The Psoriasis Area Severity Index (PASI) is the most widely used measurement tool for psoriasis. PASI combines the assessment of the severity of lesions and the area affected into a single score in the range 0 (no disease) to 72 (maximal disease). Nevertheless, the PASI can be too unwieldy to use outside of trials, which has led to attempts to simplify the index for clinical use.
Effect on the quality of life
Psoriasis has been shown to affect health-related quality of life to an extent similar to the effects of other chronic diseases such as depression, myocardial infarction, hypertension, congestive heart failure or type 2 diabetes. Depending on the severity and location of outbreaks, individuals may experience significant physical discomfort and some disability. Itching and pain can interfere with basic functions, such as self-care, walking, and sleep. Plaques on hands and feet can prevent individuals from working at certain occupations, playing some sports, and caring for family members or a home. The frequency of medical care is costly and can interfere with an employment or school schedule.
Individuals with psoriasis may also feel self-conscious about their appearance and have a poor self-image that stems from fear of public rejection and psychosexual concerns. Psychological distress can lead to significant depression and social isolation.
Psoriasis affects both sexes equally and can occur at any age, although it most commonly appears for the first time between the ages of 15 and 25 years.
The prevalence of psoriasis in Western populations is estimated to be around 2-3%. The prevalence of psoriasis among 7.5 million patients who were registered with a general practitioner in the United Kingdom was 1.5%. A survey  conducted by the National Psoriasis Foundation (a US based psoriasis education and advocacy group) found a prevalence of 2.1% among adult Americans. The study found that 35% of people with psoriasis could be classified as having moderate to severe psoriasis.
Around one-third of people with psoriasis report a family history of the disease, and researchers have identified genetic loci associated with the condition. Studies of monozygotic twins suggest a 70% chance of a twin developing psoriasis if the other twin has psoriasis. The concordance is around 20% for dizygotic twins. These findings suggest both a genetic predisposition and an environmental response in developing psoriasis.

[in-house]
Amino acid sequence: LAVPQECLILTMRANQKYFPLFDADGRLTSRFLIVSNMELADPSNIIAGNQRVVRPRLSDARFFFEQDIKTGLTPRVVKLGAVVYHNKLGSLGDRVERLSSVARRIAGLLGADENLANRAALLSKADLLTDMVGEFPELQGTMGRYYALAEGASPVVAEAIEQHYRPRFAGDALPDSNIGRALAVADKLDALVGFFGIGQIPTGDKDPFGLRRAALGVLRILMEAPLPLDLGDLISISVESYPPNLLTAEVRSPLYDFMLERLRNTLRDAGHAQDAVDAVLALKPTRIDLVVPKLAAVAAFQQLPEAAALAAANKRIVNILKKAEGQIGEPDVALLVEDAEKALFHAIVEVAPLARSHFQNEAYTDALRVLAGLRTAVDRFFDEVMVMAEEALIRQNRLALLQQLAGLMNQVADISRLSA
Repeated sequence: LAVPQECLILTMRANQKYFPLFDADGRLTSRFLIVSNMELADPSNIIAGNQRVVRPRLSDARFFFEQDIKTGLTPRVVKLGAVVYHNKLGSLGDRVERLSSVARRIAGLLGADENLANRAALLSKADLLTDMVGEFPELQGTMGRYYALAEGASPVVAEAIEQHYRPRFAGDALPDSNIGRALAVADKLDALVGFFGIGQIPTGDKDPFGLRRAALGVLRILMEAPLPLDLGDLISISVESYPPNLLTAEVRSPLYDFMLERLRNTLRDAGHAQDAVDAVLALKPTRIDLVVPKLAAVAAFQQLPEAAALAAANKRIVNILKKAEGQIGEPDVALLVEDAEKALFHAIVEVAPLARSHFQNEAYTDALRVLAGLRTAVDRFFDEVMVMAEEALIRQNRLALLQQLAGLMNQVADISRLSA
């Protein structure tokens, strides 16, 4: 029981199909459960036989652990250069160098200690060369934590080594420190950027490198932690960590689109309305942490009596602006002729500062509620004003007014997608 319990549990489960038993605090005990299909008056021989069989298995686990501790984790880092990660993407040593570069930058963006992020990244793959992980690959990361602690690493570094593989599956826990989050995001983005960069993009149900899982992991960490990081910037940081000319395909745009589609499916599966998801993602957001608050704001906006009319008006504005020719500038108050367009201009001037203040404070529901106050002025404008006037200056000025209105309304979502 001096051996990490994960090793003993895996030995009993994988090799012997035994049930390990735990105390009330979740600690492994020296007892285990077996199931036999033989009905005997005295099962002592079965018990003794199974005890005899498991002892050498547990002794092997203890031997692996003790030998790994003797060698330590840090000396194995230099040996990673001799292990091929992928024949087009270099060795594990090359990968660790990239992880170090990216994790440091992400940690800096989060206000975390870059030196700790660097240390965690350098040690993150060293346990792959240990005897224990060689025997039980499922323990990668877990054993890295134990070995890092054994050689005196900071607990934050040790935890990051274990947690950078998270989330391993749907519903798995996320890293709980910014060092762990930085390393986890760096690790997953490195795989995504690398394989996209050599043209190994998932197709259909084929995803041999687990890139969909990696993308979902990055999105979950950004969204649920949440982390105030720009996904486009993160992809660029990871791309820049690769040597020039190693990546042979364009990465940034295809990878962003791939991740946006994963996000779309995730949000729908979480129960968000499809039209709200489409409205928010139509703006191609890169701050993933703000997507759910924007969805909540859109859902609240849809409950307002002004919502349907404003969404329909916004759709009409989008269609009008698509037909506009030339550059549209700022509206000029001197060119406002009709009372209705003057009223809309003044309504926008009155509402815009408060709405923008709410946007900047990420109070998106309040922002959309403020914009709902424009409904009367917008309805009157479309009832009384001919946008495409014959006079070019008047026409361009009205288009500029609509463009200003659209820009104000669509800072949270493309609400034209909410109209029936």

Onset before age 40 usually indicates a greater genetic susceptibility and a more severe or recurrent course of psoriasis.
The cause of psoriasis is not fully understood. There are two main hypotheses about the process that occurs in the development of the disease. The first considers psoriasis as primarily a disorder of excessive growth and reproduction of skin cells. The problem is simply seen as a fault of the epidermis and its keratinocytes.The second hypothesis sees the disease as being an immune-mediated disorder in which the excessive reproduction of skin cells is secondary to factors produced by the immune system. T cells (which normally help protect the body against infection) become active, migrate to the dermis and trigger the release of cytokines (tumor necrosis factor-alpha TNFα, in particular) which cause inflammation and the rapid production of skin cells. It is not known what initiates the activation of the T cells.
The immune-mediated model of psoriasis has been supported by the observation that immunosuppressant medications can clear psoriasis plaques. However, the role of the immune system is not fully understood, and it has recently been reported that an animal model of psoriasis can be triggered in mice lacking T cells. Animal models, however, reveal only a few aspects resembling human psoriasis.
Psoriasis is a fairly idiosyncratic disease. The majority of people's experience of psoriasis is one in which it may worsen or improve for no apparent reason. Studies of the factors associated with psoriasis tend to be based on small (usually hospital based) samples of individuals. These studies tend to suffer from representative issues, and an inability to tease out causal associations in the face of other (possibly unknown) intervening factors. Conflicting findings are often reported. Nevertheless, the first outbreak is sometimes reported following stress (physical and mental), skin injury, and streptococcal infection. Conditions that have been reported as accompanying a worsening of the disease include infections, stress, and changes in season and climate. Certain medicines, including lithium salt and beta blockers, have been reported to trigger or aggravate the disease. Excessive alcohol consumption, smoking and obesity may exacerbate psoriasis or make the management of the condition difficult.
There can be substantial variation between individuals in the effectiveness of specific psoriasis treatments. Because of this, dermatologists often use a trial-and-error approach to finding the most appropriate treatment for their patient. The decision to employ a particular treatment is based on the type of psoriasis, its location, extent and severity. The patient’s age, gender, quality of life, comorbidities, and attitude toward risks associated with the treatment are also taken into consideration.